Although grassroots organizations are closest to the ideology of LLA principles (in terms of their alignment with its objectives), they are actually the furthest from familiarity with the term itself. As CBA17 unfolded, grassroots organizations began to understand that LLA principles represented a framework for addressing the long-standing demands of grassroots communities. This unfamiliarity lay in the terminology rather than the principles’ ideologies. The power dynamic of this language stems from the principles’ origins: the Global Commission on Adaptation established these principles to encourage donors and funders to allocate more resources and power to communities. As a result, promotion of these principles has taken a top-down approach, where international NGOs advocate for LLA principles and guide grassroot organizations on how to incorporate into them into their work. Rather than supporting grassroots groups to promote community-driven adaptation and development plans, the prescriptive funding mechanisms and strategies of larger entities has hindered their ability to do so.

The Role of Intermediaries

LLA principles suggest the need to diminish the role of intermediaries over time, while strengthening the position of grassroots organizations. Grassroots organizations claim they have the capacity to independently implement projects while also adhering to policy standards—it’s the way funding is structured that drives the need for intermediary funders. They argue that with flexible and predictable funding, they can enhance their organizational capacity and enable donors to fund them directly. Donors at the conference largely agreed with this point and want to fund grassroots organizations directly. In fact, some stated that intermediaries increase operational costs; however, they also recognized their struggle to find proper mechanisms to provide smaller grants to local NGOs.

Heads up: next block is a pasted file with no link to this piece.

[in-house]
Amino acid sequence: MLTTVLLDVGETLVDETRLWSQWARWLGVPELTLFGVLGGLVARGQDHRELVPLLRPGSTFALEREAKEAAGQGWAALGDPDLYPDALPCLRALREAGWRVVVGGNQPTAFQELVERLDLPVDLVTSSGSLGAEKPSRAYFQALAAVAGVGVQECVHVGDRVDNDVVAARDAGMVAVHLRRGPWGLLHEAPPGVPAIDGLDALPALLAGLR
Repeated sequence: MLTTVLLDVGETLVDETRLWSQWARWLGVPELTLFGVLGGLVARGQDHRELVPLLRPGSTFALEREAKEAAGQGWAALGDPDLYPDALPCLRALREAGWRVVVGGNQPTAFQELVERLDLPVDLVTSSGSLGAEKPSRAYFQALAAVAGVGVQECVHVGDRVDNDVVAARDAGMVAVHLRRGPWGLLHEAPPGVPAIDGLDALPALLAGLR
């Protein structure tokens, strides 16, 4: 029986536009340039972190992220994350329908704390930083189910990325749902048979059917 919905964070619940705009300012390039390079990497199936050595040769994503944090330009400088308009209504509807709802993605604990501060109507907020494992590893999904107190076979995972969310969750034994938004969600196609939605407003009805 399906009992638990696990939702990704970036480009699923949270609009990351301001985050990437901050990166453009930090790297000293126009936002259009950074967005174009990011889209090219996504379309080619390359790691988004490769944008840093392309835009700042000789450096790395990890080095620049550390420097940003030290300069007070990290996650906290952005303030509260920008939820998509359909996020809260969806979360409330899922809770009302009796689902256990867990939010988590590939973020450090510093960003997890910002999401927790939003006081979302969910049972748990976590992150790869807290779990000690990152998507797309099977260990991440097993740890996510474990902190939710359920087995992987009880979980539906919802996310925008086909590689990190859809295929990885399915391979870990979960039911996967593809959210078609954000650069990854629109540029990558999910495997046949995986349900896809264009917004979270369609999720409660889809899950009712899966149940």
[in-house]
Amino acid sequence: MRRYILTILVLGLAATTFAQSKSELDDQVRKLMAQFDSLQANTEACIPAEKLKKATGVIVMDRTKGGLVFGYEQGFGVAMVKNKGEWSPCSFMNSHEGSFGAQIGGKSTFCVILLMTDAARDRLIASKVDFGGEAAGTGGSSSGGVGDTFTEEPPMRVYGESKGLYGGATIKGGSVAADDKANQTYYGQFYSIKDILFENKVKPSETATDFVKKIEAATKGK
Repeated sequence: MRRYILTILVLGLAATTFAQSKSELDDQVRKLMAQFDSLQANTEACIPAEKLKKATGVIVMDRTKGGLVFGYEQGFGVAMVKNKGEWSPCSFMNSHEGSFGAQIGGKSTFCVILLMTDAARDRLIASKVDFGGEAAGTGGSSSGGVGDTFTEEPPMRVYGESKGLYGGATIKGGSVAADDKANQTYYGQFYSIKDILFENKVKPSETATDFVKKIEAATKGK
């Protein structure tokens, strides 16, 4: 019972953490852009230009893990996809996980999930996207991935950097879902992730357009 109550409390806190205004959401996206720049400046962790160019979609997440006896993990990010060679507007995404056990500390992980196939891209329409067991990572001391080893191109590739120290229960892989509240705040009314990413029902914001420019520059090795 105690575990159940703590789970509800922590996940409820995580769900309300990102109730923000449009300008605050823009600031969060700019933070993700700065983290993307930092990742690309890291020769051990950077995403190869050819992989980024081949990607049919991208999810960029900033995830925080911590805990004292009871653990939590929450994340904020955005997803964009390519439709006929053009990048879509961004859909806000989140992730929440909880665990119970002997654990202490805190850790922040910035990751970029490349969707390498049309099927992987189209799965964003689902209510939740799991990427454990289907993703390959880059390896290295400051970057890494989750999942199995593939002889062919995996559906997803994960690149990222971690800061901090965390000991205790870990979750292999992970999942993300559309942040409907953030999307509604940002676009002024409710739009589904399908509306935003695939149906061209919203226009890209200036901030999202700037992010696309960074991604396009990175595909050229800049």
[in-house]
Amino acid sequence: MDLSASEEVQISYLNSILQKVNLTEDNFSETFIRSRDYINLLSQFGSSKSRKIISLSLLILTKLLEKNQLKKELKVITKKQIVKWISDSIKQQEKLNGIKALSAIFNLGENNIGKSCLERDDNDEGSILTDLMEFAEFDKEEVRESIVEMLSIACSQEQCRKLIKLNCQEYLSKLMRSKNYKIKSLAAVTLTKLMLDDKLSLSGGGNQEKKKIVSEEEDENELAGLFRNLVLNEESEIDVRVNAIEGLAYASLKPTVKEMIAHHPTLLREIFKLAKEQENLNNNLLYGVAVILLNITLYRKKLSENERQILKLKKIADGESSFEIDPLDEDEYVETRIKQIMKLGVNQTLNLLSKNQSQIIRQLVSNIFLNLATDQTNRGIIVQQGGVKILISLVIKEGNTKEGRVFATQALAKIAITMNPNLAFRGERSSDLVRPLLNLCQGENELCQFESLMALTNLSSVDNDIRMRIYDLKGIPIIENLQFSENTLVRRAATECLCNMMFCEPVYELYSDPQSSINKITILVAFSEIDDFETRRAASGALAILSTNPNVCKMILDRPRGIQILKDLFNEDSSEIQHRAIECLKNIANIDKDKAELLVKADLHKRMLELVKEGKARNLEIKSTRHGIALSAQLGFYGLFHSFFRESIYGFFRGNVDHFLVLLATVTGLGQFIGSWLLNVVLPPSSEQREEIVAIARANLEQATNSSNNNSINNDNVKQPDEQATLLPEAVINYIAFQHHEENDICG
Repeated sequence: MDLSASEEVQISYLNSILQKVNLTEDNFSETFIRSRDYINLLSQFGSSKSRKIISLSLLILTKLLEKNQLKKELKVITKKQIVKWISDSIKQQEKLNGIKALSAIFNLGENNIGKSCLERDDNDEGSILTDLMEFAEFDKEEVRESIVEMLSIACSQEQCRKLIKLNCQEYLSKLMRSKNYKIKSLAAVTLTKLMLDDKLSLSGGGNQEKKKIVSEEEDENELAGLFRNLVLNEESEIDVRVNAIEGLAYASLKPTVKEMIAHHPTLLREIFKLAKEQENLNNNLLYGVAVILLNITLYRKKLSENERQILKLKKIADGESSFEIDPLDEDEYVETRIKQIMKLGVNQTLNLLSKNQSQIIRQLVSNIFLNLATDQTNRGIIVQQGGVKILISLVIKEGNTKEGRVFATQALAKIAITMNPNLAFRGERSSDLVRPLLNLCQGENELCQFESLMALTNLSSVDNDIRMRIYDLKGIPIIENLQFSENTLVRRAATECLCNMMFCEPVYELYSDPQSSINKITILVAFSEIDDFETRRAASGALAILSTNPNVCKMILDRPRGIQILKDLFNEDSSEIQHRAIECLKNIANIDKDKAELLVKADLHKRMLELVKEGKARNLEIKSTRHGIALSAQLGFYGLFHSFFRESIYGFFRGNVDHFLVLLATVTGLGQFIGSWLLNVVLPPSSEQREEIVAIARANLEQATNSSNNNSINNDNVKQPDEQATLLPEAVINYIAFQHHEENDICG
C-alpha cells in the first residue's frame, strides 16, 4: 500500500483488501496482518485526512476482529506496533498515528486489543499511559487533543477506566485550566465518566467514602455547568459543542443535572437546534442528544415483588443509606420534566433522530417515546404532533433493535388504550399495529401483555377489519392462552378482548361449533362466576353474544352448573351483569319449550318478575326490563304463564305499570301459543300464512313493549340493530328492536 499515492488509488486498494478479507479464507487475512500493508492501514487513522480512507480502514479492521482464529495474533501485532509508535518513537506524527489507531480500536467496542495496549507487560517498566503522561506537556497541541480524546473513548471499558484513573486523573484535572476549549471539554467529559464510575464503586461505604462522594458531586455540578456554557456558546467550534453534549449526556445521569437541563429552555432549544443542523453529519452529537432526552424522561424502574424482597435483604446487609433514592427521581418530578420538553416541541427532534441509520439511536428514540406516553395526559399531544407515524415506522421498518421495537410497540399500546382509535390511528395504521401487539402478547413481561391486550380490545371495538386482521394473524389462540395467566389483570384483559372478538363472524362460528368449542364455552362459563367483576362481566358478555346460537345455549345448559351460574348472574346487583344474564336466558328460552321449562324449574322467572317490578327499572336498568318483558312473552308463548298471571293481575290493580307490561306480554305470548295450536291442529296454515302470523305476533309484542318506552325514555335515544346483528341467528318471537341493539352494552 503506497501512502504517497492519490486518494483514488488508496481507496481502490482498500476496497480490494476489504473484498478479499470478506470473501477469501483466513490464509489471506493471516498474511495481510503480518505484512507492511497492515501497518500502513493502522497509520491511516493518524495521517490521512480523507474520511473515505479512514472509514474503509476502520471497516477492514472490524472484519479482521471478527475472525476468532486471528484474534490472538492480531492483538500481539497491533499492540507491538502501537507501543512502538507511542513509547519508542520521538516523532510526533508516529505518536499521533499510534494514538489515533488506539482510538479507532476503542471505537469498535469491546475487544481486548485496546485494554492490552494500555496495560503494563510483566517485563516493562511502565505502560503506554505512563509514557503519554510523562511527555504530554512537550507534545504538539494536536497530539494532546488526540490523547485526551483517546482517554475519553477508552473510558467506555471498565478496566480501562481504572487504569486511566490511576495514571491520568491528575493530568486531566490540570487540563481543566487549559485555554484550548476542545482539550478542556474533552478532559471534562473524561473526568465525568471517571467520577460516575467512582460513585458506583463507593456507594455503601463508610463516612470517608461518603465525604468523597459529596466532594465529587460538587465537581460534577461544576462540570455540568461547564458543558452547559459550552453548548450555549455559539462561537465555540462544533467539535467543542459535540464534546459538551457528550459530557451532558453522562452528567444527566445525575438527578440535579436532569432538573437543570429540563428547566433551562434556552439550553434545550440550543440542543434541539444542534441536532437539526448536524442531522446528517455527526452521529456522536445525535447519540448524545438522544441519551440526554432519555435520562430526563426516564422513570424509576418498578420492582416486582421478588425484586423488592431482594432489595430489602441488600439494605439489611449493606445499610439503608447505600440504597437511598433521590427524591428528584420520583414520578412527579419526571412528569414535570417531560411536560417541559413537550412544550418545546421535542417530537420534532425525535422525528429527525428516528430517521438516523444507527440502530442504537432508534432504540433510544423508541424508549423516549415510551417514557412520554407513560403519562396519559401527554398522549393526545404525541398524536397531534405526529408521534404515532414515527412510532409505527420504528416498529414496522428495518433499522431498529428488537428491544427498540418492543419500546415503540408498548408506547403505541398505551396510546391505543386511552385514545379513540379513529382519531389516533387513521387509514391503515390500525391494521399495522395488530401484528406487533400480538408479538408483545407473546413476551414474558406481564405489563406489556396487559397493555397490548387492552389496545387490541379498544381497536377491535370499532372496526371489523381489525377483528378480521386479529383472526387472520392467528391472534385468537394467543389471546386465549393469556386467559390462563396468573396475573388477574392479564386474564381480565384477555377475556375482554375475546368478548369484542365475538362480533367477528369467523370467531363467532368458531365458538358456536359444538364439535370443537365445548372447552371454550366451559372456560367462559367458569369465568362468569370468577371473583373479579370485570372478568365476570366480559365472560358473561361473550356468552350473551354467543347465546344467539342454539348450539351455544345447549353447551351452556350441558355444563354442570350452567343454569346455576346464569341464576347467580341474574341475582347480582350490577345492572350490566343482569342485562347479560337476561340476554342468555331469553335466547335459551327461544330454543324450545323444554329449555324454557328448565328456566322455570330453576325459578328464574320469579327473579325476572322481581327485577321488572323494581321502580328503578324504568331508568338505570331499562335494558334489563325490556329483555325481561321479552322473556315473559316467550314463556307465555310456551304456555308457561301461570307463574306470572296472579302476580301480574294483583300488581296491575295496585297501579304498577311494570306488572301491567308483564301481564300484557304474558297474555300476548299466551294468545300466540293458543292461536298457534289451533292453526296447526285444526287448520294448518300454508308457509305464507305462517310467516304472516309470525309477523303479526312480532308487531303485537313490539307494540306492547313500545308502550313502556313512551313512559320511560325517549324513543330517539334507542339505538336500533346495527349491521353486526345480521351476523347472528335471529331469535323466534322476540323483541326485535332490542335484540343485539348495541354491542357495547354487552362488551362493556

As both a funder and a funding intermediary, CJRF will continue to tackle with how to best continue our efforts to achieve the LLA principles and work towards climate justice


CBA17 provided a platform for open dialogue among people from grassroots organizations, intermediaries and donors regarding LLA principles. While challenges and debates persist, the conference discussions fostered a better understanding of perspectives, identified gaps in existing practices, and explored opportunities for support and empowerment. Furthermore, the growing interest and engagement in LLA principles indicated a positive shift towards more equitable and effective climate resilience strategies. Continuing such dialogues and collaborations will ensure that the principles are implemented in a manner that truly empowers and supports local communities and their adaptation efforts.

The insights gained from CBA17 will undoubtedly shape and influence CJRF’s strategic approach as both an intermediary and donor. CJRF takes pride in its unique approach, which prioritizes empowering communities and fostering sustainable development from the ground up. CBA17 provided valuable validation and reinforcement of CJRF’s funding principles and further strengthened our resolve to continue championing these principles in our future endeavors.